Canadian Underwriter

Auto insurer changes policy on seeking costs from cyclists and pedestrians

May 5, 2022   by Jason Contant

Bicycle lane in downtown Vancouver

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Editor’s Note: This story has been updated to include information from ICBC.


The Insurance Corporation of British Columbia (ICBC) is changing its policy on when it seeks recovery for costs from cyclists and pedestrians who have some responsibility for a crash.

Cyclists, pedestrians and other active transportation users could be charged with damages to a vehicle when they have some responsibility for a crash. But moving forward, ICBC says it will no longer seek recovery for costs in some clearly-defined situations, including:

  • Where a cyclist or pedestrian has suffered a severe or catastrophic injury
  • If there has been a fatality
  • When ICBC must determine liability as 50/50 because there is not enough evidence to determine what happened.

​Additionally, claims involving a cyclist or pedestrian who has suffered a non-severe injury will be “carefully considered by a committee of experts. These changes mean that, moving forward, the instances of when ICBC may seek recovery from cyclists or pedestrians will be more much limited.”

ICBC tells Canadian Underwriter that previously, decisions to seek cost recover rested primarily with the claims adjuster and manager. “Now, any claim involving a non-severe or non-catastrophic injury will be reviewed by a committee.

“Government and ICBC listened to the concerns raised from cycling advocates and Mr. [Ben] Bolliger about the decision to bill him for vehicle damage after he was involved in a collision,” Mike Farnworth, B.C.’s minister of public safety and solicitor general, says in a press release. “The previous approach was not reflective of the changes we’ve made to auto insurance in British Columbia and that needed to be fixed.”

According to media reports, Bolliger received a $3,752.01 bill from the public auto insurer after he was hit by a vehicle while riding on a bike route last summer. The seriously injured cyclist was billed for the cost to fix the windshield and hood of a car after a crash in Vancouver, leading to public outrage.

“We are committed to continuing to improve and this claim highlighted a situation where improvements needed to be made, and we are now making those changes,” says ICBC president and CEO Nicolas Jimenez.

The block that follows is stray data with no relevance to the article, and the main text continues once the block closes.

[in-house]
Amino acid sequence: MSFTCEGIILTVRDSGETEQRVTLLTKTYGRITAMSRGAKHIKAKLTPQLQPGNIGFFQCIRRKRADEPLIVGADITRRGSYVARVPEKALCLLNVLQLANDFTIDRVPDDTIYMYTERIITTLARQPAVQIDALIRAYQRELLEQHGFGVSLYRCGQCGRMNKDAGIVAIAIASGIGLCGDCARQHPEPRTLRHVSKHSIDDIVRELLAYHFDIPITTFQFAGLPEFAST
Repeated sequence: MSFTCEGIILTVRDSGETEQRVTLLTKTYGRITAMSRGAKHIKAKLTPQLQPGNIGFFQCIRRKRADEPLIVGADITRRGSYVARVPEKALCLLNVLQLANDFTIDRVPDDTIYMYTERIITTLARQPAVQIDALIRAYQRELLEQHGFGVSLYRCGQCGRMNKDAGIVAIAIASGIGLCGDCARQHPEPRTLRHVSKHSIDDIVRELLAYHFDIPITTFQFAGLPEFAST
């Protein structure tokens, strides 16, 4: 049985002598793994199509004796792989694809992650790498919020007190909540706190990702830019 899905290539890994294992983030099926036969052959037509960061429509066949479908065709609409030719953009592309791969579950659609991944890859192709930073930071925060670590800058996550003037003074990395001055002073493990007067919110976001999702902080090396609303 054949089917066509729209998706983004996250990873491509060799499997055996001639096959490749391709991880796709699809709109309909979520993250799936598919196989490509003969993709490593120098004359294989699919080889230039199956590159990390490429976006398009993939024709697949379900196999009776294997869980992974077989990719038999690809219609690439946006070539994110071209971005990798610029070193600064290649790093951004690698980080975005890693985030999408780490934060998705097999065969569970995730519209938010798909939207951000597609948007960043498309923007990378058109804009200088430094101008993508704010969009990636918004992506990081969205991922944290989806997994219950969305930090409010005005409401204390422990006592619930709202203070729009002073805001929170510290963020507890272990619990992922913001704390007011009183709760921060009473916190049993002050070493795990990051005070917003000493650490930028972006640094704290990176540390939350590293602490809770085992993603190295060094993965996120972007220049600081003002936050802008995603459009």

ICBC tells Canadian Underwriter that both parties were initially assessed to be 50% at-fault as there was not enough evidence to determine what happened. “The police report provided shortly after the incident did not provide a clear picture of who was responsible for causing the crash.”

However, ICBC was recently provided with a final report from police on the claim. “That information was new to ICBC and has led to a change in the liability decision to hold the driver of the vehicle 100% responsible for the crash,” ICBC says in the release. “Mr. Bolliger is therefore not responsible for any damages or costs and will be fully compensated for damages to his bicycle and any other items.”

“We always hope to find a fair resolution to every claim,” the public insurer says. “We are never present at the scene of the crash so determining liability can sometimes prove challenging.”

In a tweet, Bolliger called the policy changes “one big step in the right direction.”

Adds ICBC: “Importantly, any cyclist or pedestrian injured in a crash with a vehicle is entitled to receive all of the care and recovery benefits they need under Enhanced Care, regardless of whether they were responsible for the crash or not.”

ICBC’s Enhanced Care coverage came into effect May 1, 2021. There is no overall limit to the care and recovery benefits available to any British Columbian injured in a crash, regardless of fault.


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